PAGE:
Davis Love III and Stewart Cink both went 4-0-0 for the Americans.

2003

•Final score: U.S. Team 17, International Team 17

•Site: The Links at Fancourt Hotel and Country Club Estate

•City: George, South Africa

•Captains: Jack Nicklaus, U.S. Team; Gary Player, International Team

•Recap: The real winner this year was darkness. Who would win the Cup came down to a Sunday singles match between Ernie Els and Tiger Woods. Their match lasted three playoff holes before U.S. Team captain Jack Nicklaus and International Team captain Gary Player decided to call it a tie.

"I did not find a team that deserved to lose," Nicklaus said.

Negotiations between the captains were intense before the match was called. The U.S. Team preferred to call it a tie. That meant, as per Presidents Cup rules, a tied match would hand the Cup back to the defending champions, which was the U.S. Team. The International Team wanted to come back Monday to finish the Els-Woods match for a chance at winning the Presidents Cup.

The U.S. Team counter offered with the idea to "share" the Cup for the next two years. The deal was accepted and the result was the event's lone tie.

"I didn't think it was fair for Tiger or Ernie to go into those extra holes, especially in the dark," 2013 International Team captain Nick Price said. "Sharing the Cup is all nice and diplomatic, but to me we're all going there to win the Cup."

2005

•Final score: U.S. Team 18 1/2, International Team 15 1/2

•Site: Robert Trent Jones Golf Club

•City: Price William County, Va.

•Captains: Jack Nicklaus, U.S. Team; Gary Player, International Team

•Recap: After three days of matches, the Sunday began with the teams tied at 11. As the singles matches unfolded, it came down to the U.S. Team sinking three clutch putts on No. 18. First, Fred Couples kicked in a 4-foot birdie putt to beat Vijay Singh 1 up. Then, Phil Mickelson birdied the final hole to square his match with Angel Cabrera and earn a half-point. Finally, Chris DiMarco sank a 13-foot Presidents Cup-winning birdie putt beat Stuart Appleby 1 up.

DiMarco, who finished runner-up to Tiger Woods at the Masters Tournament the previous April, led the U.S. Team at 4-0-1. In all, the Americans had three players finish unbeaten in DiMarco, Mickelson (3-0-2) and Jim Furyk (3-0-2).

2007

•Final score: U.S. Team 19 1/2, International Team 14 1/2

•Site: The Royal Montreal Golf Club

•City: Montreal, Quebec, Canada

•Captains: Jack Nicklaus, U.S. Team; Gary Player, International Team

•Recap: The U.S. Team dominated two different sessions to take a commanding lead entering Sunday's singles matches.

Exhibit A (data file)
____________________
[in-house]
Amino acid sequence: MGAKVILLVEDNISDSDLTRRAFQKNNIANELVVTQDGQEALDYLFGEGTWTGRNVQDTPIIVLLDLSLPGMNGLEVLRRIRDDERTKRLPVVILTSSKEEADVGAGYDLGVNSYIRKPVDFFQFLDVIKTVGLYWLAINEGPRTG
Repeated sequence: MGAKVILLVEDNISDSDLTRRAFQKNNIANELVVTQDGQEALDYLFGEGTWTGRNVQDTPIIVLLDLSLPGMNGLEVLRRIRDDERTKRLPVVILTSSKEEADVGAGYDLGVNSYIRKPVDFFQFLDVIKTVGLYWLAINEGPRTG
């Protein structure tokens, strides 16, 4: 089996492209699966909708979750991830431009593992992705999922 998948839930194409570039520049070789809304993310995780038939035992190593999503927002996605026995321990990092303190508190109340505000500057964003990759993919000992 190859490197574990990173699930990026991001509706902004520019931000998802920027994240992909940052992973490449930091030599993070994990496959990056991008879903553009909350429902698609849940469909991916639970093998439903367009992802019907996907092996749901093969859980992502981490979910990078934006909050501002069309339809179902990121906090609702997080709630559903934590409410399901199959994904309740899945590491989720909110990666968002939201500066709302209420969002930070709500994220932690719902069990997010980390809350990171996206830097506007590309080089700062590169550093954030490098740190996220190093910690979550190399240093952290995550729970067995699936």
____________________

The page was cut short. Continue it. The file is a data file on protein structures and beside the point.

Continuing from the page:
During Thursday's foursomes, the U.S. Team earned 5 1/2 out of a possible 6 points. Again in foursomes two days later, the U.S. Team won all five matches to take a 12-5 lead.

The Sunday singles matches were a mere formality for the U.S. Team. The lone excitement for the International Team at The Royal Montreal Golf Club came when Canadian Mike Weir defeated Tiger Woods 1 up. David Toms led the U.S. Team at 4-0-1 followed by Scott Verplank at 4-0-0.

2009

•Final score: U.S. 19 1/2, International Team 14 1/2

•Site: Harding Park Golf Course

•City: San Francisco, Calif.

•Captains: Fred Couples, U.S. Team; Greg Norman, International Team

•Recap: For the first time in the event's history, the matches on American soil were not played at the Robert Trent Jones Golf Club in Price William County, Va.

The pairing of Tiger Woods and Steve Stricker proved to be an unbeatable force at San Francisco's Harding Park.

During the foursomes and four-ball matches Thursday, Friday and Saturday, Stricker and Woods finished 4-0. Still, the U.S. Team led only 12 1/2 to 9 1/2 entering Sunday's singles matches.

Hunter Mahan, Stewart Cink, Justin Leonard and Antony Kim earned the U.S. Team 3 1/2 of a possible 4 points during the first four singles matches.

Fittingly, Woods, who finished 5-0-0, beat Y.E. Yang 6 and 5 to retain the Cup for the U.S. Just two months prior, Yang rallied from two strokes back on the final day to surpass Woods to win the 91st PGA Championship.

2011

•Final score: U.S. Team 19, International Team 15

•Site: Royal Melbourne Golf Club

•City: Melbourne, Victoria, Australia

•Captains: Fred Couples, U.S. Team; Greg Norman, International Team

•Recap: Royal Melbourne returned to play host to the Presidents Cup, after the event was held at the Australian site in 1998. The familiar setting didn't help the International Team, as the U.S. won for the fourth consecutive time.

Tiger Woods defeated Australian Aaron Baddeley 4 and 3 in a Sunday's singles match to earn the Cup-retaining 18th point. Since Woods' off-the-course issues came to light in late 2009, he was in the midst of finding his "old self." He was no longer the world's top-ranked golfer and only joined the team via a captain's pick.

After three days, the U.S. Team led the International Team 13-9. The International Team won the first four singles matches to pull even with the U.S. Team at 13. The U.S. won six of the final eight matches, which included Woods' Cup-clinching effort.

The U.S. Team, which had six first-time players, was led by veteran Jim Furyk. The Pennsylvania-native won all five of his matches, as he finished as the only unbeaten player at The Presidents Cup.